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  • Don’t Shoot the Messengers

    by Mike Coffey

    Yes yes, we’re the meanies again.  Same as it ever was.

    Folks are now getting upset because people on our restricted football board, Rock’s House, are discussing the possible connections between Notre Dame Director of Athletics Jack Swarbrick and the scandal currently overwhelming the United States Gymnastics program and its tolerance of a serial sexual predator in their medical staff.  As the investigation continues and expands, Michigan State University, who employed Nassar, is finding itself a target of further investigation, and people are concerned Notre Dame, thanks to Jack Swarbrick’s history with US Gymnastics, may get dragged into this maelstrom.

    This analysis is not sitting well with some folks.  We wouldn’t care about this if Notre Dame football won more games, they say.  There’s no evidence of a connection so we shouldn’t be saying anything, they claim.  We’re feeding the media and getting Notre Dame into trouble, they bleat.

    Speaking for myself,my opinion about all this is best summarized by Admiral Painter:

    If anyone actually believes Swarbrick’s involvement in all this would be completely unknown yet for some comments on a message board, calling you dumber than a box of hair would be an insult to hair.  The man’s resume is all over the Internet, and chances are it’s already been noticed by people who’s actual job it is to look at these things.  This vortex is only getting larger and more hysterical, and everyone even peripherally involved is going to be swept up into it.  Sooner or later, the actions of US Gymnastics’ General Counsel(s) will be called into question, with people wondering what they knew and when they knew it, and that’s going to happen whether people post or not.

    If Notre Dame is smart, they’re getting D’ed up.  If Notre Dame is smart, they’re already asking these questions and finding solid answers, not sitting in a corner with eyes and ears covered and fingers crossed hoping no one notices them.  Waiting until the tsunami hits is not the time to head to high ground, especially if the sirens are already going off.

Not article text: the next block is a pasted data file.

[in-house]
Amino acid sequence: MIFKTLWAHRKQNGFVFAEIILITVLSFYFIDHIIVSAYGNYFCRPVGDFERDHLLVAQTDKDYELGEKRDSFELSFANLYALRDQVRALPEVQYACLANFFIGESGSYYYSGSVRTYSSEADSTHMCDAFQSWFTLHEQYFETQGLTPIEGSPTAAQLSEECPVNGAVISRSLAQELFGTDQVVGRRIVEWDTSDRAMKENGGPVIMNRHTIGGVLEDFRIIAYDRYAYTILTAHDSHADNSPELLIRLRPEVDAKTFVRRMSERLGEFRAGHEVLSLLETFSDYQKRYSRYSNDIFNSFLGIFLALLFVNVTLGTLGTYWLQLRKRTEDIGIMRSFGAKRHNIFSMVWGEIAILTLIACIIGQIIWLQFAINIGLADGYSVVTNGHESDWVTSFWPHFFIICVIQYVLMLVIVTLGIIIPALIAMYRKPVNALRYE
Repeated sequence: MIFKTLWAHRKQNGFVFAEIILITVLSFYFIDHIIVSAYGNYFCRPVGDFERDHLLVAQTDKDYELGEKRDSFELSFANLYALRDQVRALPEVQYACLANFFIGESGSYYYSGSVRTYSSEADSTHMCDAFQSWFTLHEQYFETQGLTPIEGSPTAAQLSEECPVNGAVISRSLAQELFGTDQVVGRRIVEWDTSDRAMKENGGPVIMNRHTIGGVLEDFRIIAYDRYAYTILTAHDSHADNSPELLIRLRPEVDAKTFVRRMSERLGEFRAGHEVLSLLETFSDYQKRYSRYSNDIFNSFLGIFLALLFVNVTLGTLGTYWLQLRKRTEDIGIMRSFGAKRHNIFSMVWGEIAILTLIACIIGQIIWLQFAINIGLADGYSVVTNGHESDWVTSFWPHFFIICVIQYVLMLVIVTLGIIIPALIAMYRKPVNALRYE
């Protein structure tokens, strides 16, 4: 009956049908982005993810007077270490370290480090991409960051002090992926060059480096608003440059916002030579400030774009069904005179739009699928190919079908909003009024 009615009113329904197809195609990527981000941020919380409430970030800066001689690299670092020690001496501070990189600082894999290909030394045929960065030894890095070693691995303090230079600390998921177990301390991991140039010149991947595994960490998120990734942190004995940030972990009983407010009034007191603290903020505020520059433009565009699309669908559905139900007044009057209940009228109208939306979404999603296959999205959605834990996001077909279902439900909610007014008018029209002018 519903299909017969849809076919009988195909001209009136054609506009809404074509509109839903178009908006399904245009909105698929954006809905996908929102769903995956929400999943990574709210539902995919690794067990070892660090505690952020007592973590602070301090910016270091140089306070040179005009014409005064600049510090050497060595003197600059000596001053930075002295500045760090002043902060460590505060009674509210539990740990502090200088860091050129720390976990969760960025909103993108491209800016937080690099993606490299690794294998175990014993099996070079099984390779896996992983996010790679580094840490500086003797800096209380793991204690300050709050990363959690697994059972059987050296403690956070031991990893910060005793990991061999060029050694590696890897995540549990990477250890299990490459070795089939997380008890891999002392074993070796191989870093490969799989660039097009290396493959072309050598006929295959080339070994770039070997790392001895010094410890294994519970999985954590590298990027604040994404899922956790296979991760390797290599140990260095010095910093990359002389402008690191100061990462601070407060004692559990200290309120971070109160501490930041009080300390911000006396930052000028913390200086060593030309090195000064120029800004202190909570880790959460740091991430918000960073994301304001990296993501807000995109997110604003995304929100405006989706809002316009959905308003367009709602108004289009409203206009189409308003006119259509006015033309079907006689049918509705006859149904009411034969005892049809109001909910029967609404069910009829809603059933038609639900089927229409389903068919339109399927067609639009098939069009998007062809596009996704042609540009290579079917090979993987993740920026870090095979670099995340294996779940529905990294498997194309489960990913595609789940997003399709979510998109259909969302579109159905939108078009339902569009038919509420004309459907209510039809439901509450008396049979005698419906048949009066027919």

Trouble is, I have little evidence of their capabilities here.  Forgive me if recent past performance doesn’t give me the warm fuzzies that the Dome is getting out in front of this.  Their handling of matters like Declan Sullivan, Lizzie Seeburg, and the recent academic scandals on the football team, don’t lend confidence that when the real investigators come, they’ll be prepared.

    I’m not a fan of Jack Swarbrick, and I’ve never tried to pretend otherwise.  But my fervent hope here is there was no involvement on his part.  Because if he becomes a part of this investigation — and if his name is on those case files the Indianapolis Star is pursuing via FOIA, you can be damn sure he will be — even though he wasn’t an employee at the time, Notre Dame gets involved in the investigation, and who knows what collateral damage will result?

    Need an example?  Fine.  Let’s talk about Jack’s Notre Dame biography page.  As chronicled in the synopsis linked above, at one point, that biography lauded his work for US Gymnastics in the list of accomplishments prior to his employment.  But at some point between late 2013 and mid 2015 — which, if you read the Nassar timeline, is when MSU’s president was notified of a sexual assault complaint against him — that information was removed from the biography.

    Perhaps not a big deal, bios get updated all the time.  But let me ask this the way an actually empowered investigator will:  What was the decision process leading up to that change?

    Was it Swarbrick tasking an intern with changing the biography?  That’s on him and he did it for whatever reasons he did it.

    Or was it the result of a discussion between Swarbrick and other people at Notre Dame?  Whether it was just to avoid “bad optics” or whatever, that smells like something a lot more.  And even the smell can cause Notre Dame a lot of headache and heartache.  Just ask Tom Izzo.

    Get pissed at the site all you want.  There’s no whole-cloth fabrication here — we’re looking at facts and very very worried about consequences.  Dislike for Swarbrick is completely irrelevant.  Notre Dame is on the tracks and a train is coming.  They either need to know how to stop that train or get the hell off the tracks.

    16 Responses to “Don’t Shoot the Messengers”

    1. Mike, just one suggestion. I think this would be stronger and more “forwardable” without using a-holes. We’re the jerks or we’re the meanies would convey the point but I’d feel better sending the link to my father and others.

      I may also be a prude though…

    2. Mark Harman says:

      Oh please, Mike, every poster on your site is absolutely salivating at the thought of Swarbrick somehow being in the wrong here and finally getting rid of him. Unless he had personal knowledge of specific cases and kept quiet, or if he deliberately helped draft or promoted policies knowing that they would harm the gymnasts, then there is nothing to see here. Nothing. And so far there is a whole lot of nothing going on. I said as much on the UHND site. But then again, contrary opinion and diversity of thought is welcome there, unlike at ND Nation.

      • Mike Coffey says: